Markets, though, can change, and fast. Obama surely won't lose his lead in the "guy-you'd-like-to have-a-beer-with" stakes; among women and minorities especially, he remains much better liked than Romney, who went into his convention with the lowest personal approval ratings of any recent candidate at this stage of a campaign. But there are plenty of other variables: a big foreign crisis (Israel attacking Iran, say), a major gaffe by one of the candidates, and, of course, the three presidential debates (the first and most important of them in Denver on 3 October), where such a gaffe might occur. But a terrific or dismal debate performance need not be decisive; John Kerry trounced George W Bush in the first debate of 2004, and much good it did him.
Then there's money, of which the challenger right now has substantially more to spend. Expect an unprecedented onslaught of anti-Obama ads in these final 57 days of the campaign in the crucial swing states, targeted not just at undecided voters, but also at a base still not enamoured of Romney. Opinions vary on the impact of ads, but if they help to get less ardent Republicans to the polls, in an election where so few are genuinely undecided, they could make the difference.
Most important, though, is the economy. Friday's employment report, announcing the creation of just 96,000 new jobs in August, was a cold shower for Democrats on the morrow of the merry-making in Charlotte, virtually ensuring there will be no campaign-transforming improvement in the labour market before election day. More positively, the report also ensures that the economy will be where it should be, at centre stage. Politics is usually subject to its own version of Gresham's Law, that silly issues drive out ones that really matter. Witness the pre-convention fixations on Obama's birth certificate and Romney's tax returns. But perhaps no longer.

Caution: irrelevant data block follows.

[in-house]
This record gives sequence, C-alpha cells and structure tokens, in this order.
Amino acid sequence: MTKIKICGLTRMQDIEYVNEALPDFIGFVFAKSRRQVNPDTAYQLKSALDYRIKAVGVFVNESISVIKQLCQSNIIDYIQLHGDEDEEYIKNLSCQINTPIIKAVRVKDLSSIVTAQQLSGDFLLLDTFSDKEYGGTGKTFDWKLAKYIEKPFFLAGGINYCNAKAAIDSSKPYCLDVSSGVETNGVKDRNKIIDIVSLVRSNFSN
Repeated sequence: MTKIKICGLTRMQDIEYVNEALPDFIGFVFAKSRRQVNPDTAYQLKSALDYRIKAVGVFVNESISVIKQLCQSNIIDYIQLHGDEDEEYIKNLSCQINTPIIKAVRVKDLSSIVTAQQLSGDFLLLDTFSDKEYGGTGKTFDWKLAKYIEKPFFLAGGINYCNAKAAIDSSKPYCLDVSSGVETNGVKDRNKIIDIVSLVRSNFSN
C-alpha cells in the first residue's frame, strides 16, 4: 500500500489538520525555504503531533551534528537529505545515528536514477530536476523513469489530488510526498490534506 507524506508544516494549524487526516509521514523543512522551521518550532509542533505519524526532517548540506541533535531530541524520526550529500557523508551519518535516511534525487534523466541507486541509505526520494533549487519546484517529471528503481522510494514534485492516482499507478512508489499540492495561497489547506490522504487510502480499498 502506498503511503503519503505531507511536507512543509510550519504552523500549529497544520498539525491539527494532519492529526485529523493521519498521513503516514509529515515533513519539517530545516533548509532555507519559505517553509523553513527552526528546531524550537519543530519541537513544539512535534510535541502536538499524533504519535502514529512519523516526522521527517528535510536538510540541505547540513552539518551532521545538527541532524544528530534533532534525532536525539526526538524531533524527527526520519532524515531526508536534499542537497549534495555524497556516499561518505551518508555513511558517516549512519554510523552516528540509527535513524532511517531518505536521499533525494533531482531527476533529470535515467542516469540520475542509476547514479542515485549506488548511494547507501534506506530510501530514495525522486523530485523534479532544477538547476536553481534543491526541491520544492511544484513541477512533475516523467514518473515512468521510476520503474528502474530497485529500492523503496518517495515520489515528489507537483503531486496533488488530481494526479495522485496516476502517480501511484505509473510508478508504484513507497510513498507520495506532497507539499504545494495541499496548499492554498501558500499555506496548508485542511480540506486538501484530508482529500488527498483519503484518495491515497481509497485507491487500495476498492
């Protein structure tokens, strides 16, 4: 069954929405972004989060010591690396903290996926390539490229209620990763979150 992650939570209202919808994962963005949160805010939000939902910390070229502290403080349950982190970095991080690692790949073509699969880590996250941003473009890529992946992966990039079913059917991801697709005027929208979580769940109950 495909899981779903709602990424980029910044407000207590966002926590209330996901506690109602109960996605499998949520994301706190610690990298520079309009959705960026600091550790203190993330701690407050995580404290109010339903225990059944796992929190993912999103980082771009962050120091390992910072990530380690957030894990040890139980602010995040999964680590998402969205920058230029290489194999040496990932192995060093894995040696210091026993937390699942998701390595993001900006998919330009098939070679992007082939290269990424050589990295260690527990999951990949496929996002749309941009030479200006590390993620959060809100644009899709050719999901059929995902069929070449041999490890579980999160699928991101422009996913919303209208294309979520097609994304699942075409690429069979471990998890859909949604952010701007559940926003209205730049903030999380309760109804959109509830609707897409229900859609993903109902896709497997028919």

In their convention speeches, both men focused, rightly, on the fundamental choice facing voters in November; between the radical free market therapy advocated by Romney and, in particular, by his running mate, Paul Ryan, and the more cautious, interventionist and – dare one say it – social-democratic approach of Team Obama.
When an incumbent seeks a second term, American elections are referendums. If a majority of voters (or, as we have seen, majorities of voters in a combination of states that provide the magic 270 electoral votes) reckon a president has been doing OK, he'll win, no matter how dazzling his opponent. But if he's deemed not up to the job, he'll be given the boot – as most brutally in 1980 when Jimmy Carter was routed by Ronald Reagan.
Obama's saving grace may be that the original financial disaster didn't happen on his watch. Americans are not famous for their patience. But this election comes down to a single question. Are voters patient enough to give him the benefit of the doubt, accepting that the situation bequeathed him by a Republican administration was so dire that no mortal could put it right in a single term? If so, he will be granted four more years. If not, on 20 January 2013, Mitt Romney, secret service code name "Javelin", will be sworn in as the 45th president of the United States.Reuse content